However, if you are careful of what you put in your body, like a body-builder, you become different, strong… in your mind and attitude. You are what you consume and that saying doesn’t just apply to food. It applies to everything you consume, so be careful with what you consume for your mind.

Has anyone heard of the actor Mark Wahlberg, from Transformers? He really came out about his catholic faith on CNN. Check it out:

Now that is brutally honest. He took a lot of heat for that online.

There are many other high profile celebrities and hollywood A-listers that are putting themselves out there on social media because of the reasons we spoke about. Yeah, they’re not always be perfect but neither are we. They have the same struggles as we do, if not amplified, by their celebrity status. Celebs like Mel Gibson, Stephen Colbert, Martin Sheen, Jim Caviezel and so many others are proclaiming themselves Catholic/

And the reason why they are putting themselves out there as Catholics can be summarized in this little clip. Have a look:

Session 2 – How

In this session, I’d like to talk to you about how to put yourselves out there as good Catholics. And to begin, the easiest way is simply to like, post and share good Christian/Catholic content on whatever social media platform you use. It’s that simple.

You don’t need to make grand proclamations, you don’t need to be on CNN or make video clips to post on Youtube. Simply like, post and share good Christian/Catholic content that represents your faith, content that is positive, hope-filled and optimistic.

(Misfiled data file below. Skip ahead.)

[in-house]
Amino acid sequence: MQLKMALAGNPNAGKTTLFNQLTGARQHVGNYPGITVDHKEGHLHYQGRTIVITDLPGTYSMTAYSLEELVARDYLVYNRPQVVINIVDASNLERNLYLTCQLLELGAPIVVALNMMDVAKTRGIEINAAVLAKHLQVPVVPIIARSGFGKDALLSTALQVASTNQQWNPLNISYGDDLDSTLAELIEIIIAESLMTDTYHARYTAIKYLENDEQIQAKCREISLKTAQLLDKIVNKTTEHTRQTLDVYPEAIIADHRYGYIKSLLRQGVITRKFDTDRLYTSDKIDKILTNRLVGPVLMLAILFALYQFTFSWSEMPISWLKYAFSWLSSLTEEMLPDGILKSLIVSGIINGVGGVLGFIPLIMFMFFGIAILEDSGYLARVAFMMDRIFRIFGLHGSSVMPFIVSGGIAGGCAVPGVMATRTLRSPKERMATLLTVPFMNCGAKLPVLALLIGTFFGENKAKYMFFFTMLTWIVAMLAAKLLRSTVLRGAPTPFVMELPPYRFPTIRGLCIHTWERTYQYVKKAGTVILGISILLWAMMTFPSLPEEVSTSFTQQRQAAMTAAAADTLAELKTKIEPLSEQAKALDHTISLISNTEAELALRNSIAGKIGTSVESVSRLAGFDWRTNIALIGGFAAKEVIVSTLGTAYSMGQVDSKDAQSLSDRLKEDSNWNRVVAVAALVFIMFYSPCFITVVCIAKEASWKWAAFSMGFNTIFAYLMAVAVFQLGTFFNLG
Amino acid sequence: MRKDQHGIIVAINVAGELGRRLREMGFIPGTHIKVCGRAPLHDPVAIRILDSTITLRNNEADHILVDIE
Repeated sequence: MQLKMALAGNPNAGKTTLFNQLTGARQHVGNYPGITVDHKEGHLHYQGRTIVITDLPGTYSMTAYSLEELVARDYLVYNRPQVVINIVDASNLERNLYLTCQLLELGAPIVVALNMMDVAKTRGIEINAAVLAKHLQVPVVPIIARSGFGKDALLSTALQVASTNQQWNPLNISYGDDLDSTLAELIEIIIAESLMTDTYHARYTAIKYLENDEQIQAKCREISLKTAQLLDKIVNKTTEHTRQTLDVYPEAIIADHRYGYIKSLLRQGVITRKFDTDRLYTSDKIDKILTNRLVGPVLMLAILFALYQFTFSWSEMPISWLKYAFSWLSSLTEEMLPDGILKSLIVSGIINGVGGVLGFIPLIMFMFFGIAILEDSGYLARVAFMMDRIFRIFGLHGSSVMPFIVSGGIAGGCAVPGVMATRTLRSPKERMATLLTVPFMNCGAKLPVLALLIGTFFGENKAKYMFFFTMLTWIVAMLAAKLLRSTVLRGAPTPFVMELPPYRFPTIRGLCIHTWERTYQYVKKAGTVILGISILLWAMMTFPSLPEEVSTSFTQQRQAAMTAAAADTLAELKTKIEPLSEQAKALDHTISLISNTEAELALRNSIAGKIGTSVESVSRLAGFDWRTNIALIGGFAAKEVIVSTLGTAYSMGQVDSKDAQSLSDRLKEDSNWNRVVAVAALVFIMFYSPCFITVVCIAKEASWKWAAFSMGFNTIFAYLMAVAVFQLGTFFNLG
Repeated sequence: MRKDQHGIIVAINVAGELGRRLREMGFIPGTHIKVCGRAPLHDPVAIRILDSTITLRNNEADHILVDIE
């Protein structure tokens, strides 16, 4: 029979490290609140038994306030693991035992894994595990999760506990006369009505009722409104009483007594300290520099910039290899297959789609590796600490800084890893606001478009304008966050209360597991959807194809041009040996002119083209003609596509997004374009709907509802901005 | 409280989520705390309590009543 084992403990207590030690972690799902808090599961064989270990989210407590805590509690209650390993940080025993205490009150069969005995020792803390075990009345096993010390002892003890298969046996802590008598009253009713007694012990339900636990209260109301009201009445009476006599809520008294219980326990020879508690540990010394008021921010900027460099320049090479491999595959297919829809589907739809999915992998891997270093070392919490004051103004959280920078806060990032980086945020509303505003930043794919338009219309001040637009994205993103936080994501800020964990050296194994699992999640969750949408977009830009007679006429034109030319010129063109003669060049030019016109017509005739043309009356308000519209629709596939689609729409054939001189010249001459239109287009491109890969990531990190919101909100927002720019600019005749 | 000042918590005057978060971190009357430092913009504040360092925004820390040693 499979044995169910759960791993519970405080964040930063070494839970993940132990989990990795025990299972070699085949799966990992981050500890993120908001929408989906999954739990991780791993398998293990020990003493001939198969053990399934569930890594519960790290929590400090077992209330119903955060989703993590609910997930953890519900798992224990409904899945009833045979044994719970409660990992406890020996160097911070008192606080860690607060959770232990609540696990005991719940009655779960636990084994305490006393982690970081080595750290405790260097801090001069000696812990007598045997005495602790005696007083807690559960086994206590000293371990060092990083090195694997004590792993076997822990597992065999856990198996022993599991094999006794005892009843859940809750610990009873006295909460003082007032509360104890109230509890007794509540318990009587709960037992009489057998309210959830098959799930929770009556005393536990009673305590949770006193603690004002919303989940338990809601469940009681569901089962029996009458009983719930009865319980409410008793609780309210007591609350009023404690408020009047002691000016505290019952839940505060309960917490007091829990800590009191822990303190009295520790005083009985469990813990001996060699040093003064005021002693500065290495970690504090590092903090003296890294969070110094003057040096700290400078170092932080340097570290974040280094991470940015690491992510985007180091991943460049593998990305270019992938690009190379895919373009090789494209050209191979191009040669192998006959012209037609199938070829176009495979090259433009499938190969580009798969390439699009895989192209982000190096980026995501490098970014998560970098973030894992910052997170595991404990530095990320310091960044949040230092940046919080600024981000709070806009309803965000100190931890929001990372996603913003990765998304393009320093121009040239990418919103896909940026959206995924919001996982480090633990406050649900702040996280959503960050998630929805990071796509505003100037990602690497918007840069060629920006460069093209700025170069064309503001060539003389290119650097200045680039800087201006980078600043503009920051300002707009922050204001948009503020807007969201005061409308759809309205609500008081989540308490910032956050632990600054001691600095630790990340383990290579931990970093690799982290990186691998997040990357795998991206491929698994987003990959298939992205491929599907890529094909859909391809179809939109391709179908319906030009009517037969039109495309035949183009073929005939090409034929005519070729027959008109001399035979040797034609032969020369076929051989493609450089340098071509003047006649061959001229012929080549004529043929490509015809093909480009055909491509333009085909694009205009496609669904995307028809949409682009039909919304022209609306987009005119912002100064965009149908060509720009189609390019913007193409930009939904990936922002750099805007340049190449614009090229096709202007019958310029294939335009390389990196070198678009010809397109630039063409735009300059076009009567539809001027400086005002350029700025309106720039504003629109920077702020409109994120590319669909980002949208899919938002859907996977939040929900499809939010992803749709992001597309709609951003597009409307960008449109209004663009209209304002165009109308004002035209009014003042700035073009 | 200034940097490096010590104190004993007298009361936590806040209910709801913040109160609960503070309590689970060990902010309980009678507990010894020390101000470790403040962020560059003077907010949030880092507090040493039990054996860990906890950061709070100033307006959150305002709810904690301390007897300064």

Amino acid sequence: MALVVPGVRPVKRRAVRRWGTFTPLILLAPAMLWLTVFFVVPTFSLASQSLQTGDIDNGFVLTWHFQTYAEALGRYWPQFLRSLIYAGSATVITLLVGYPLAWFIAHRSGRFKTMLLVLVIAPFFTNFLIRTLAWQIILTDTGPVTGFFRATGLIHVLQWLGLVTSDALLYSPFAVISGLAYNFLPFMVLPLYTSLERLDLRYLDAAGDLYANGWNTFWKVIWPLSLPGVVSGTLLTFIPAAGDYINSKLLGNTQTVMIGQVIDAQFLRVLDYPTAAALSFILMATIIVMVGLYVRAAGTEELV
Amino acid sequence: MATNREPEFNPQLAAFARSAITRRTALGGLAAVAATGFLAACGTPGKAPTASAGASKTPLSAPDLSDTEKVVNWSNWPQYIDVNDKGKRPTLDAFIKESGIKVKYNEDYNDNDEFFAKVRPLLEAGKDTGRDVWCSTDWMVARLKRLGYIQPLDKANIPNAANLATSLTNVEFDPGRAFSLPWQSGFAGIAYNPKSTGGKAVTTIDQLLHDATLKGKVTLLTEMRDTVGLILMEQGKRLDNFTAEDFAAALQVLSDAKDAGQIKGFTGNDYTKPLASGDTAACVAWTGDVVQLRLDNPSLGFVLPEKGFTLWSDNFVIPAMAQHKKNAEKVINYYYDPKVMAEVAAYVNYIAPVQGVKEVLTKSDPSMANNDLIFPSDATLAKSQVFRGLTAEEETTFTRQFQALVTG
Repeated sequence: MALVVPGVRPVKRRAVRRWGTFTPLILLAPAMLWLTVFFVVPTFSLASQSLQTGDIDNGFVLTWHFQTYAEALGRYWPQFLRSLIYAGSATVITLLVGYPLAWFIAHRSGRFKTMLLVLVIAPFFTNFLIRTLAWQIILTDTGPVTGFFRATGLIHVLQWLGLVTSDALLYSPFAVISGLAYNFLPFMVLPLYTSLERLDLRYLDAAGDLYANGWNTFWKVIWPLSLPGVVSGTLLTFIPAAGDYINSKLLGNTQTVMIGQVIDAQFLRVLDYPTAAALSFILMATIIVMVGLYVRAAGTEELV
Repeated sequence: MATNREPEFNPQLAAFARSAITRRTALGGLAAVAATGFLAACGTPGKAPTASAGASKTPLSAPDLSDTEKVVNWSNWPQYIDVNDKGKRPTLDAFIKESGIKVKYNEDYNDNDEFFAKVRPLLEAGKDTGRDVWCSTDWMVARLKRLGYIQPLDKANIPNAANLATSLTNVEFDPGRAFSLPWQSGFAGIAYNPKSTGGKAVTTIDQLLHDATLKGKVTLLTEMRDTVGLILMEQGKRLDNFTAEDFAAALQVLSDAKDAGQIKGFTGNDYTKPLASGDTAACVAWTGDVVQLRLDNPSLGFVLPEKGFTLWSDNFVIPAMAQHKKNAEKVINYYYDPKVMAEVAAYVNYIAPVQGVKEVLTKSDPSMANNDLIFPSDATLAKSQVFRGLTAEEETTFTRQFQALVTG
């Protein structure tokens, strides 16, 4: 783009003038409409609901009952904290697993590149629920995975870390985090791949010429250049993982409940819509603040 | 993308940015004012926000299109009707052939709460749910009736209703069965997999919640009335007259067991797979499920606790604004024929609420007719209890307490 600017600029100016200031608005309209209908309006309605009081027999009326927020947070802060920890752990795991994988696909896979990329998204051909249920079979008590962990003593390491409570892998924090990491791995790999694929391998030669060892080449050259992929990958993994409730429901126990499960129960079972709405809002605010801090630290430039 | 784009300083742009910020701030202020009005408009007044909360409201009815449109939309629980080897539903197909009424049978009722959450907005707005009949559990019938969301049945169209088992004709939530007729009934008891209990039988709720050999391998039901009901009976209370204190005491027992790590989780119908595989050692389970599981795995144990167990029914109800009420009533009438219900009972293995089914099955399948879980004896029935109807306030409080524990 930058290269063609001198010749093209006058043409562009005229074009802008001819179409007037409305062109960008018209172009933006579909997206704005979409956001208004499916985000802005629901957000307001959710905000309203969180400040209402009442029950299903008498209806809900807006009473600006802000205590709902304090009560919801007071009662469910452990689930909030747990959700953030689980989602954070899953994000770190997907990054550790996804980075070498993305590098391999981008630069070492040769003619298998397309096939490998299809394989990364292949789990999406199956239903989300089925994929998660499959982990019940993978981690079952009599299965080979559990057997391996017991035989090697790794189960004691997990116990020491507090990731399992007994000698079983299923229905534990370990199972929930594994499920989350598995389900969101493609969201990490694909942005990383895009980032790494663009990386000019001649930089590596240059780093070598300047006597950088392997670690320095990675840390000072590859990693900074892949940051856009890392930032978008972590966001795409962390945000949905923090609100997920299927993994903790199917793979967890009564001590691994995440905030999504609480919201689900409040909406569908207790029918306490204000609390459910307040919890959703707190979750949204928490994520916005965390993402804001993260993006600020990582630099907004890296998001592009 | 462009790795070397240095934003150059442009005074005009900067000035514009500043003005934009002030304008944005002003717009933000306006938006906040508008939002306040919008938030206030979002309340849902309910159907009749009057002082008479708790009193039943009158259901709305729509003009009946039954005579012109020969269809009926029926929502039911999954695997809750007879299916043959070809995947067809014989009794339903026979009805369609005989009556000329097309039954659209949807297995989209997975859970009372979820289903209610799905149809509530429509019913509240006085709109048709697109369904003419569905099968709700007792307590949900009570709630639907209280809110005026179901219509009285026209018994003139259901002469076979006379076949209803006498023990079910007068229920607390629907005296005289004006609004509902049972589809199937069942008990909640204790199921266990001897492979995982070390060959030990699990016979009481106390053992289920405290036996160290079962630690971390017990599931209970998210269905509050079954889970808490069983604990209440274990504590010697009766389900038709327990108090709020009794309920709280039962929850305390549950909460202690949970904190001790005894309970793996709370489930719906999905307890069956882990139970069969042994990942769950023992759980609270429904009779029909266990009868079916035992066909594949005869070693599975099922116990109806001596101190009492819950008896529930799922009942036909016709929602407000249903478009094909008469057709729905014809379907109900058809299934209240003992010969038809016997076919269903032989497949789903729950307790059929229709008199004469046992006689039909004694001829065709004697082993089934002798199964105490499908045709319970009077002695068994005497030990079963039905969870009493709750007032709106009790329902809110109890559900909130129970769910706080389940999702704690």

As a digital citizen, you have an opportunity to take a stand on issues and truly define yourselves to the world.

So I thought it would be kind of cool to have a look at some of the sites I personally like and some that we use at Salt and Light TV.

Here are a few of my favourite ones:

Session 3 – St. John Paul II

In this final session, I’d like to take a moment to talk to you about one of the greatest communicators of our time, of my time. Someone who by the very nature of his heart, and not by his job, put himself out there, in a way that none of his predecessors have done so in the past.

He did this at a time where the global and political environment was harsh against religion; at a time when being religious, let alone Catholic, could mean imprisonment or even death.

He was great not because it was his job to be great, but because of the suffering he endured throughout his life. He was renowned for NOT being bitter or harsh, but for courage and optimism in the face of evil, and the light of hope he spread in this world.